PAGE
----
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Org. Synth. 1981, 60, 25
DOI: 10.15227/orgsyn.060.0025
CYCLOPROPANECARBOXALDEHYDE
Submitted by J. P. Barnier, J. Champion, and J. M. Conia1.
Checked by Robert V. Stevens and Steven R. Angle.
1. Procedure
A. 1,2-Cyclobutanediol. A 2-L, three-necked, round-bottomed flask fitted with a 200-mL dropping funnel, a mechanical stirrer, a nitrogen-inlet tube, and a reflux condenser equipped with a calcium chloride drying tube is charged with 6.2 g (0.16 mol) of lithium aluminum hydride (Note 1) and (Note 2) and 200 mL of anhydrous diethyl ether (Note 3). The dropping funnel is charged with 42 g (0.48 mol) of 2-hydroxycyclobutanone (Note 4) and 150 mL of anhydrous diethyl ether. While the suspension of lithium aluminum hydride is gently stirred under a nitrogen atmosphere, the solution of 2-hydroxycyclobutanone is added dropwise at a rate maintaining a gentle reflux. When the addition is complete, the mixture is heated at reflux for 1 hr. After the mixture has returned to room temperature, 200 mL of anhydrous diethyl ether is added. The gray reaction mixture is hydrolyzed by addition, in small parts, of a sufficient amount of wet sodium sulfate (Note 5). The reaction mixture is filtered through a sintered-glass funnel (porosity 3). The organic layer is decanted and dried over sodium sulfate. The solid is extracted with anhydrous tetrahydrofuran (Note 6) by means of a Soxhlet apparatus over a period of 24 hr. The combined organic layers are concentrated by distillation of the solvent with a rotary evaporator. The yield of crude cis- and trans-1,2-cyclobutanediol (ca. 50:50) is 34–40 g (80–95%) (Note 7).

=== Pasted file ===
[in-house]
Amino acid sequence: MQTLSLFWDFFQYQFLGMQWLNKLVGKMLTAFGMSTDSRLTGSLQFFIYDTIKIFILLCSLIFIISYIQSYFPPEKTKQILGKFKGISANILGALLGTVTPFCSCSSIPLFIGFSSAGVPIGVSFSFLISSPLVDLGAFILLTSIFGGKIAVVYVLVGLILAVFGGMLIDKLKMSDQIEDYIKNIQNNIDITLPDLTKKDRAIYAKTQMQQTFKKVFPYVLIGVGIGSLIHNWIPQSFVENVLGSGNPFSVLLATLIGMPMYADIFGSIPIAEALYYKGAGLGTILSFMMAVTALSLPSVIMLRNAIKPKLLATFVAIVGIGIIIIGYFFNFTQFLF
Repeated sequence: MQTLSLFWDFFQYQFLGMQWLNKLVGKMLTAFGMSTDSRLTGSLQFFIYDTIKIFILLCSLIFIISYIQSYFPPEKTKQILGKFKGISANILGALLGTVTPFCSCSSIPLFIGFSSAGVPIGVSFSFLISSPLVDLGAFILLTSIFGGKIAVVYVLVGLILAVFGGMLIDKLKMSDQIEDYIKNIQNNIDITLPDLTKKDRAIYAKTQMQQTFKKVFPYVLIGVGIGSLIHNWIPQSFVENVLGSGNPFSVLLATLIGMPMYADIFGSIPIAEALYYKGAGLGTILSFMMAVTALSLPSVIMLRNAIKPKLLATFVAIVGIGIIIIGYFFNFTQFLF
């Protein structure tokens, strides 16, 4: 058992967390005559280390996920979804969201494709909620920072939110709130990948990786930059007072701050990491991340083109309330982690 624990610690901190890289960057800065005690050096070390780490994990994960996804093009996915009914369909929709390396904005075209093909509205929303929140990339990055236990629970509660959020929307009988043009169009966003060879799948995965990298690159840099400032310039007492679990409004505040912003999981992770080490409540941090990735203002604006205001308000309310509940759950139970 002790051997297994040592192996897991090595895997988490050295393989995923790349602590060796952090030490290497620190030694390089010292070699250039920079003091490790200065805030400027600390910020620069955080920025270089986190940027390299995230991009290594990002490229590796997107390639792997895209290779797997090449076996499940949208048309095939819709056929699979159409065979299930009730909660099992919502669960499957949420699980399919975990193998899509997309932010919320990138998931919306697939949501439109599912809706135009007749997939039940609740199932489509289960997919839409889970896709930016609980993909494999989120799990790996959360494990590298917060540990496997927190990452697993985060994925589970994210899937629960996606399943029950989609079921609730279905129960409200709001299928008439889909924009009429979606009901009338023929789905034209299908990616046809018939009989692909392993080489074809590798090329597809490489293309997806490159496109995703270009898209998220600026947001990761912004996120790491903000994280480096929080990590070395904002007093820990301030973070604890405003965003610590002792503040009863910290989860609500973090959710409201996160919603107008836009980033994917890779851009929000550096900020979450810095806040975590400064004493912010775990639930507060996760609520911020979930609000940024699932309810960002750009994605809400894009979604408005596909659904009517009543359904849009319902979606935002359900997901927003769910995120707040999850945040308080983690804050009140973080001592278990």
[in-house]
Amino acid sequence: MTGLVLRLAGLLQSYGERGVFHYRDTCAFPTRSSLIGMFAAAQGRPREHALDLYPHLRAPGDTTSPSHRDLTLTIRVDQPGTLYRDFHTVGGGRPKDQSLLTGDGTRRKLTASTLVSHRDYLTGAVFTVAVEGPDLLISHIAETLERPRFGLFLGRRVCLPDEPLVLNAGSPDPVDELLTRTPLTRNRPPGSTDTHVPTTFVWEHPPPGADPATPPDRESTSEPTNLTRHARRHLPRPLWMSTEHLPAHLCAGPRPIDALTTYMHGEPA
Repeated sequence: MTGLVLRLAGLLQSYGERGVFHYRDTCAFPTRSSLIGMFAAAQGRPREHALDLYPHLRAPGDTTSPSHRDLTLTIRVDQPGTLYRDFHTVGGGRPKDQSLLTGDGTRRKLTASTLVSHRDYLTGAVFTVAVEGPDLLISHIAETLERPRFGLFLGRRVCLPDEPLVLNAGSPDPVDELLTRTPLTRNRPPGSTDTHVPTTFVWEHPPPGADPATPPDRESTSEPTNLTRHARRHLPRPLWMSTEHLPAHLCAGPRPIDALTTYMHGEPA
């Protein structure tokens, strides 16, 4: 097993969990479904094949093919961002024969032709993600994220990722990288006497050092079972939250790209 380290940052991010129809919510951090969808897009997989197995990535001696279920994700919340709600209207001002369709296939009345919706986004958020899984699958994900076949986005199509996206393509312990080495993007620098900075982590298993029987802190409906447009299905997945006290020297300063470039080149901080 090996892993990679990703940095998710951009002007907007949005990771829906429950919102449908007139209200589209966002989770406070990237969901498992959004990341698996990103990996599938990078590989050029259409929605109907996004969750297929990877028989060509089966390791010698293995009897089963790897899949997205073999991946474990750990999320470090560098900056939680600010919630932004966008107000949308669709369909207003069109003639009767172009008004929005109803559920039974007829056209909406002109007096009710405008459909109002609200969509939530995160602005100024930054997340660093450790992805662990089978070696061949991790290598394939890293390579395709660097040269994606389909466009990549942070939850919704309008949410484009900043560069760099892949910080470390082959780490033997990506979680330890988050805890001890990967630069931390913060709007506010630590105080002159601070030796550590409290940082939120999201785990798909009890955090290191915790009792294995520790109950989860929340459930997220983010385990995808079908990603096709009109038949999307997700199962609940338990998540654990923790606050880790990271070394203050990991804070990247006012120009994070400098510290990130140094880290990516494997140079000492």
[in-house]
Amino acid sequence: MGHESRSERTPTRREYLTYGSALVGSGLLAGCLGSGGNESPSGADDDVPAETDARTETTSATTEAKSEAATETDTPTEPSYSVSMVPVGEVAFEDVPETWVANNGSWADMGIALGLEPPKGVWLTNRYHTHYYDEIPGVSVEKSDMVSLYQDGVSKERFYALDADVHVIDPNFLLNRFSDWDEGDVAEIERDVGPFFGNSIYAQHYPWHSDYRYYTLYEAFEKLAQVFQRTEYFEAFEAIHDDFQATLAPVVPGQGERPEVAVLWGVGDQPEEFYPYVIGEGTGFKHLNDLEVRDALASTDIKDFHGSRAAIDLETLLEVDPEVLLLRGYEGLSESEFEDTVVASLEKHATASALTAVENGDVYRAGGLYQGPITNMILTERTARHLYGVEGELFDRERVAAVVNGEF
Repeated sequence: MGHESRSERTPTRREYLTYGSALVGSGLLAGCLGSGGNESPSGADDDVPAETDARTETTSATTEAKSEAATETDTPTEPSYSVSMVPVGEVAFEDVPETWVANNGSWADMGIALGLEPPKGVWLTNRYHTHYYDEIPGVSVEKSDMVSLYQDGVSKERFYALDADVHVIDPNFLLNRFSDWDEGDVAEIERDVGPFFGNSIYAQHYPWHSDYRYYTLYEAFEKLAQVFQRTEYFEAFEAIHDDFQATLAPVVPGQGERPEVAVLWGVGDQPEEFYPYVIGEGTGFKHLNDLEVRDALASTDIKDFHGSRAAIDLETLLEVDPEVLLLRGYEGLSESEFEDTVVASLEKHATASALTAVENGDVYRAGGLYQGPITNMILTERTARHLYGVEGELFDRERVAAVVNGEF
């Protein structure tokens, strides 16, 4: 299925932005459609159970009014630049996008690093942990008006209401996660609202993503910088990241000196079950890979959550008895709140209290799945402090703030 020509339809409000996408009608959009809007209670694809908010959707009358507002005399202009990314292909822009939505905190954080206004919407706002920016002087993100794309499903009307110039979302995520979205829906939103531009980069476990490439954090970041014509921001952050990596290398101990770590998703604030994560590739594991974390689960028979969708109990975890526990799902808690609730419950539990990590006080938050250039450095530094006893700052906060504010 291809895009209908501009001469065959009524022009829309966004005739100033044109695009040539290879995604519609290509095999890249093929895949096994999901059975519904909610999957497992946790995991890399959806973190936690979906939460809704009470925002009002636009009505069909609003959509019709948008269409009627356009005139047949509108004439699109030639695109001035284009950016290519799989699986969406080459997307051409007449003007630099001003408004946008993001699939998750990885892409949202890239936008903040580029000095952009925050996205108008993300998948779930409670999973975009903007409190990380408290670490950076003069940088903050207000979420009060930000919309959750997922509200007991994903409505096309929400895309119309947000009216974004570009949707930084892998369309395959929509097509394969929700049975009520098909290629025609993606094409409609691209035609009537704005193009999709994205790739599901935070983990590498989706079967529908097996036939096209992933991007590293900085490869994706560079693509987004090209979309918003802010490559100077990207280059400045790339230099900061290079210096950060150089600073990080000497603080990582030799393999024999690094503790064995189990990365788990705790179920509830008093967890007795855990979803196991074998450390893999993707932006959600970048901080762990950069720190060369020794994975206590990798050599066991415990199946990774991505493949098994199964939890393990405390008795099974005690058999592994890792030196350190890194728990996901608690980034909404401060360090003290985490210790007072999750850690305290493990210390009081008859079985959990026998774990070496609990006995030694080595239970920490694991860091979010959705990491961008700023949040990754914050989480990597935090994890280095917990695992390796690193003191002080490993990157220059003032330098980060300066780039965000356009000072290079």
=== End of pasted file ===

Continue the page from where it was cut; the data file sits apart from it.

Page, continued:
B. Cyclopropanecarboxaldehyde. A 50-mL distilling flask equipped with a receiver cooled to −20°C with a dry ice–methanol bath is charged with 34 g (0.39 mol) of a crude mixture of both cis- and trans-1,2-cyclobutanediol and 10 μL of boron trifluoride butyl etherate (Note 8). The mixture is heated to 230°C with a metal bath. Drops of liquid appear on the condenser, and the aldehyde and water distill into the receiver. The temperature of the distillate oscillates between 50 and 100°C. Each time the distillation stops, 5–10 μL of boron trifluoride butyl etherate is added to the distilling flask (Note 9). The distillate is transferred into a separatory funnel and sodium chloride is added. The organic layer is decanted and the aqueous layer is extracted three times with 25-mL portions of methylene chloride. The combined organic solution is dried over sodium sulfate, and the solvent is removed by distillation through a 15-cm, helix-packed, vacuum-insulated column. The residue consists of practically pure cyclopropanecarboxaldehyde, 17.5–21.6 g (65–80%) (Note 10).
2. Notes
1. Lithium aluminum hydride is available from Prolabo—France or Alfa Products, Morton Thiokol, Inc.
2. On one occasion the checkers found it necessary to add more lithium aluminum hydride (0.3 g) for complete reaction.
3. The checkers used diethyl ether distilled from sodiumbenzophenone.
4. The checkers prepared 2-hydroxycyclobutanone by the Bloomfield procedure.2 The submitters prepared it by their aqueous hydrolysis procedure.3 This procedure was checked also and proceeds in quantitative yield as described.3
5. Sodium sulfate is mixed with water to form a thick slurry. It is added to the reaction mixture with vigorous stirring to obtain a good dispersion of the slurry in the medium. The added amount of wet sodium sulfate is sufficient when the reaction effervescence ceases and the gray color of the mixture turns to yellow–white.
6. Tetrahydrofuran is purified by distillation from lithium aluminum hydride after 48-hr refluxing over potassium hydroxide (see Org. Synth. Coll. Vol. V 1973, 976 for hazard warning).